Marietta Edgecombe acts as witness for the prosecution while revealing Hermione's handiwork

Extract from Harry Potter and the Order of the Phoenix

By J.K. Rowling

There was a wait of several minutes, in which nobody looked at each other, then Harry heard the door open behind him. Umbridge moved past him into the room, gripping by the shoulder Cho’s curly-haired friend, Marietta, who was hiding her face in her hands.

‘Don’t be scared, dear, don’t be frightened,’ said Professor Umbridge softly, patting her on the back, ‘it’s quite all right, now. You have done the right thing. The Minister is very pleased with you. He’ll be telling your mother what a good girl you’ve been. Marietta’s mother, Minister,’ she added, looking up at Fudge, ‘is Madam Edgecombe from the Department of Magical Transportation, Floo Network office – she’s been helping us police the Hogwarts fires, you know.’

‘Jolly good, jolly good!’ said Fudge heartily. ‘Like mother, like daughter, eh? Well, come on, now, dear, look up, don’t be shy, let’s hear what you’ve got to – galloping gargoyles!’

As Marietta raised her head, Fudge leapt backwards in shock, nearly landing himself in the fire. He cursed, and stamped on the hem of his cloak which had started to smoke. Marietta gave a wail and pulled the neck of her robes right up to her eyes, but not before everyone had seen that her face was horribly disfigured by a series of close-set purple pustules that had spread across her nose and cheeks to form the word ‘SNEAK’.

‘Never mind the spots now, dear,’ said Umbridge impatiently, ‘just take your robes away from your mouth and tell the Minister –’

But Marietta gave another muffled wail and shook her head frantically.

‘Oh, very well, you silly girl, I’ll tell him,’ snapped Umbridge. She hitched her sickly smile back on to her face and said, ‘Well, Minister, Miss Edgecombe here came to my office shortly after dinner this evening and told me she had something she wanted to tell me. She said that if I proceeded to a secret room on the seventh floor, sometimes known as the Room of Requirement, I would find out something to my advantage. I questioned her a little further and she admitted that there was to be some kind of meeting there. Unfortunately, at that point this hex,’ she waved impatiently at Marietta’s concealed face, ‘came into operation and upon catching sight of her face in my mirror the girl became too distressed to tell me any more.’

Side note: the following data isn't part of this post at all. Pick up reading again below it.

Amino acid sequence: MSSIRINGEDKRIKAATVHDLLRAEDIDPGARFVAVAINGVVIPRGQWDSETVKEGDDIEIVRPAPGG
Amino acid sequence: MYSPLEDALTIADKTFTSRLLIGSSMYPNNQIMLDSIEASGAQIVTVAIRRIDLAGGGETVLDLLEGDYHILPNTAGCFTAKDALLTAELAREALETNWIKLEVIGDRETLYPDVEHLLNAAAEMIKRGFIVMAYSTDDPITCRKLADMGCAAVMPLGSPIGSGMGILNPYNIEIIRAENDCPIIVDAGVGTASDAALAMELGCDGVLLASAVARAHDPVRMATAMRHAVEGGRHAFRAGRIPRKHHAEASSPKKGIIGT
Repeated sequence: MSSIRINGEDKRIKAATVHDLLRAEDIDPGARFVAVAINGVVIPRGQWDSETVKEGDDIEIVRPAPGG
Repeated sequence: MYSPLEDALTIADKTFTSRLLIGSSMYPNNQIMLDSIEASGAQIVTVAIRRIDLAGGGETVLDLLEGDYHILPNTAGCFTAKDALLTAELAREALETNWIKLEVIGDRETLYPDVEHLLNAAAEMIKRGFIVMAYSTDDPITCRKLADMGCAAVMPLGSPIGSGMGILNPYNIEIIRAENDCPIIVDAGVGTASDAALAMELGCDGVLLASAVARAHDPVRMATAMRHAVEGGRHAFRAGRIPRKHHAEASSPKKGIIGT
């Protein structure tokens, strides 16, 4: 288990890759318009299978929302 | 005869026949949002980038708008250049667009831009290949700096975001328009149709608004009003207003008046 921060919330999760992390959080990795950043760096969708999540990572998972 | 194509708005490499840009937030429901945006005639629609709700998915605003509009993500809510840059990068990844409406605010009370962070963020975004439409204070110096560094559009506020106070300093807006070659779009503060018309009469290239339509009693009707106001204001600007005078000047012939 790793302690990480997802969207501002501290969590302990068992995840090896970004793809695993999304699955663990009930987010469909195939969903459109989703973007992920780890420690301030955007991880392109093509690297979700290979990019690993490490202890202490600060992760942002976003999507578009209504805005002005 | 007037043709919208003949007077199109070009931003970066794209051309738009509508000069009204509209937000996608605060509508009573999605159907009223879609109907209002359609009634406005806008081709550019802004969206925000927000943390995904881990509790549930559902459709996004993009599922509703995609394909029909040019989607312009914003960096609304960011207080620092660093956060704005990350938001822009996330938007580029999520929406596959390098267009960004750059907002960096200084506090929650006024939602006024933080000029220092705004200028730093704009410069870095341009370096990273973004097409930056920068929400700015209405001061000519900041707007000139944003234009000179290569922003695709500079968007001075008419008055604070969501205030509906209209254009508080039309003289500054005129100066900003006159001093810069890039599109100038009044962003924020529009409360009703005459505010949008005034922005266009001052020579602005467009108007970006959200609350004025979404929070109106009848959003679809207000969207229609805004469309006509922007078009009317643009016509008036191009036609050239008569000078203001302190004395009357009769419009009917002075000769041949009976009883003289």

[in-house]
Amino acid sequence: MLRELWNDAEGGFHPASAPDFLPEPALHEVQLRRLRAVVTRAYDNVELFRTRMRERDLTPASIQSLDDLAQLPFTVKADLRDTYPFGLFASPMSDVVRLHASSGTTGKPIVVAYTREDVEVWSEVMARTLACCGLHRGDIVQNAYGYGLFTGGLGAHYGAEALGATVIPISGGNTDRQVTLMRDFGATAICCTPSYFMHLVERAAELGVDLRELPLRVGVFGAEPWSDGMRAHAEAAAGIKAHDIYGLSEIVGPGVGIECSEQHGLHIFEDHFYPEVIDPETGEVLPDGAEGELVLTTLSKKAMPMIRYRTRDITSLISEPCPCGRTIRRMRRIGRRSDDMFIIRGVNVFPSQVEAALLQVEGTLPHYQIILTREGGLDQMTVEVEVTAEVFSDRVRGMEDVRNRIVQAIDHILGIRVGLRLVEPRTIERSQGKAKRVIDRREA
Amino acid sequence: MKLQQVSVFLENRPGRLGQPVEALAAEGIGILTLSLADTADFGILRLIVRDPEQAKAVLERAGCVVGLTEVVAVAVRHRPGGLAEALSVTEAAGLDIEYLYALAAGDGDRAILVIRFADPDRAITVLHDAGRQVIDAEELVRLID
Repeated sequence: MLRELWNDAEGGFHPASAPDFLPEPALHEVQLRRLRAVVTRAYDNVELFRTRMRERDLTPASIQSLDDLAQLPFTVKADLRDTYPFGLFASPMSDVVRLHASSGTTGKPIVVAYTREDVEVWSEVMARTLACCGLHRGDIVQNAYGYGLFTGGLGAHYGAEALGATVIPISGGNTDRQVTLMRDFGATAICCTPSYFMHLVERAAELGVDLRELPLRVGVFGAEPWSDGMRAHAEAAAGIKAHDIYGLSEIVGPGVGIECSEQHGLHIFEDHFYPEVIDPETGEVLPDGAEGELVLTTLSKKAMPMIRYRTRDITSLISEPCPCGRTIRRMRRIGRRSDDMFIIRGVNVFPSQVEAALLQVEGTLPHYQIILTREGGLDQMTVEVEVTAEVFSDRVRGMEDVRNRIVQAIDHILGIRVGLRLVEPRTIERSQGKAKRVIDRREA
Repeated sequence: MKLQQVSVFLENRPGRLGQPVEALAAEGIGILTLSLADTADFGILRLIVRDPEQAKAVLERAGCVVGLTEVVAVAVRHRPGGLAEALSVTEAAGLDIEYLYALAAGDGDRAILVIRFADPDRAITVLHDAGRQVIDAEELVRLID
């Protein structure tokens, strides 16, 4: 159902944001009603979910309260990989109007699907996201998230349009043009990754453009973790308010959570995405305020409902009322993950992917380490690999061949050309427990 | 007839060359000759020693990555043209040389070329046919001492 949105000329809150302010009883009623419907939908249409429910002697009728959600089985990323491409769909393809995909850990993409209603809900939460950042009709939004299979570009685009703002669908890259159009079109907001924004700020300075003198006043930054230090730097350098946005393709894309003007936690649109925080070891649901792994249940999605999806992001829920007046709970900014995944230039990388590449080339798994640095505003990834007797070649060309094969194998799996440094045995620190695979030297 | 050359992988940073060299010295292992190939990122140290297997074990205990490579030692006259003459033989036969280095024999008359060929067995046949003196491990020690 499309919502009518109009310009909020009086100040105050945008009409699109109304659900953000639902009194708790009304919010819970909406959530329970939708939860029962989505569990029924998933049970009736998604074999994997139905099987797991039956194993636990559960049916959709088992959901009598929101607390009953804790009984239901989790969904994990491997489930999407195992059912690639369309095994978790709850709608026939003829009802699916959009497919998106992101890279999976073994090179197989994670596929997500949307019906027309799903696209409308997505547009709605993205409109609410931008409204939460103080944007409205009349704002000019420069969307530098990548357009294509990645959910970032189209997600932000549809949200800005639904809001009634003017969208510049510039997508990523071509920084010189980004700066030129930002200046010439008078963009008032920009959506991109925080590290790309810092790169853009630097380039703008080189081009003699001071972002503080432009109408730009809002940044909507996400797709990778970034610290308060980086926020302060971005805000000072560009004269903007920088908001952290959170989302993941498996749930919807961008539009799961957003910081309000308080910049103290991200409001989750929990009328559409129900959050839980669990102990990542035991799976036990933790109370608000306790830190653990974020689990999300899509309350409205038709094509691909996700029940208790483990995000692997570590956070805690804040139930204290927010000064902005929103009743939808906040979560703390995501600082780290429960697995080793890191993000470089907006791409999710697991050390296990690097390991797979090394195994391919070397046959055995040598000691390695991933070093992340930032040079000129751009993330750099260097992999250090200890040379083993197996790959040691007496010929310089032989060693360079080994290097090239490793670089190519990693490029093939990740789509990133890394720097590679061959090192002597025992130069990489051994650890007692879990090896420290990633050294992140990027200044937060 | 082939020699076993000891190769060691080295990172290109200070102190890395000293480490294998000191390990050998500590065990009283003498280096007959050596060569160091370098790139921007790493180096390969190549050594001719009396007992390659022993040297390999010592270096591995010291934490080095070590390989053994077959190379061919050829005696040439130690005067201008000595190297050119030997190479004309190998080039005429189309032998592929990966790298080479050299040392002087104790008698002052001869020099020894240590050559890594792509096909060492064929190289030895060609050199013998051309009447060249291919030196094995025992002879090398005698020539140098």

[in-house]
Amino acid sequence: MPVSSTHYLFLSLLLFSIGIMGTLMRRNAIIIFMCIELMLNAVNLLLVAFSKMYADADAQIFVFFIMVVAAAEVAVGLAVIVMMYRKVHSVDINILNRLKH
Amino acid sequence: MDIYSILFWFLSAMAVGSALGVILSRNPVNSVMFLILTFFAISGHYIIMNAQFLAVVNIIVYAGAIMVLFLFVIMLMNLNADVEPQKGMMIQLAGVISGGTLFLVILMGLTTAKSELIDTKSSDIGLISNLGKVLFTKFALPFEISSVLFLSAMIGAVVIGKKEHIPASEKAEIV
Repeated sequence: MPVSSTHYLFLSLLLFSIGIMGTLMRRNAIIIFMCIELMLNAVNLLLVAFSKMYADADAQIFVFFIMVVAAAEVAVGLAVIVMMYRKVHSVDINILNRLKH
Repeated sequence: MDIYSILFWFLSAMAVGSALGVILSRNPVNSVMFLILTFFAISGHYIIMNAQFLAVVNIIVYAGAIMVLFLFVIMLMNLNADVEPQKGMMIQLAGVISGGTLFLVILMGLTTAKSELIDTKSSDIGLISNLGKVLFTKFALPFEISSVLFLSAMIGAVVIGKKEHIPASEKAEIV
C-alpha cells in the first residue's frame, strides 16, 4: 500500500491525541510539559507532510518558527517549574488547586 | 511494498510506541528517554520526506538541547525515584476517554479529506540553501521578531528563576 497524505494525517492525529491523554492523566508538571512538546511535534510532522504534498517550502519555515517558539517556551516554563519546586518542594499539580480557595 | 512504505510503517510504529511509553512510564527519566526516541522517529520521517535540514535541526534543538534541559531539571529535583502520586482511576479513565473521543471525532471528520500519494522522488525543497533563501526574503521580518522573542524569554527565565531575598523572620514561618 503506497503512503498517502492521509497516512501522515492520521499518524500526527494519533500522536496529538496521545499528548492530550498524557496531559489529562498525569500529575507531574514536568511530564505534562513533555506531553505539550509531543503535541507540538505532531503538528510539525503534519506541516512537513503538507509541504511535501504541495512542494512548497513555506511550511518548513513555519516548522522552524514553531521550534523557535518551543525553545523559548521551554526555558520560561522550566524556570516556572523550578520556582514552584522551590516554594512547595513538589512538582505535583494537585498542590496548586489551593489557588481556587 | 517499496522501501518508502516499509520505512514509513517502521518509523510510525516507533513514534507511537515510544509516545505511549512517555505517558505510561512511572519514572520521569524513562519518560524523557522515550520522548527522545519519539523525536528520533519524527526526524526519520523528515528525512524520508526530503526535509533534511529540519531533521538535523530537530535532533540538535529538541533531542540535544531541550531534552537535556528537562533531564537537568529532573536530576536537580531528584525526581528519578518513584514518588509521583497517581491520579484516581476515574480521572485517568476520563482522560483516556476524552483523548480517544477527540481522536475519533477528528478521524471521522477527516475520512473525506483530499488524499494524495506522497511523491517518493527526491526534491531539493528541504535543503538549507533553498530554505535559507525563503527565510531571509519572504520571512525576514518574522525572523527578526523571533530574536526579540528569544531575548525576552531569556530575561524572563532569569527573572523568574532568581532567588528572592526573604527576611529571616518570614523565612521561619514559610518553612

‘Well, now,’ said Fudge, fixing Marietta with what he evidently imagined was a kind and fatherly look, ‘it is very brave of you, my dear, coming to tell Professor Umbridge. You did exactly the right thing. Now, will you tell me what happened at this meeting? What was its purpose? Who was there?’

But Marietta would not speak; she merely shook her head again, her eyes wide and fearful.

‘Haven’t we got a counter-jinx for this?’ Fudge asked Umbridge impatiently, gesturing at Marietta’s face. ‘So she can speak freely?’

‘I have not yet managed to find one,’ Umbridge admitted grudgingly, and Harry felt a surge of pride in Hermione’s jinxing ability. ‘But it doesn’t matter if she won’t speak, I can take up the story from here.

‘You will remember, Minister, that I sent you a report back in October that Potter had met a number of fellow students in the Hog’s Head in Hogsmeade –’

‘And what is your evidence for that?’ cut in Professor McGonagall.

‘I have testimony from Willy Widdershins, Minerva, who happened to be in the bar at the time. He was heavily bandaged, it is true, but his hearing was quite unimpaired,’ said Umbridge smugly. ‘He heard every word Potter said and hastened straight to the school to report to me –’

‘Oh, so that’s why he wasn’t prosecuted for setting up all those regurgitating toilets!’ said Professor McGonagall, raising her eyebrows. ‘What an interesting insight into our justice system!'

Harry Potter and the Order of the Phoenix

By J.K. Rowling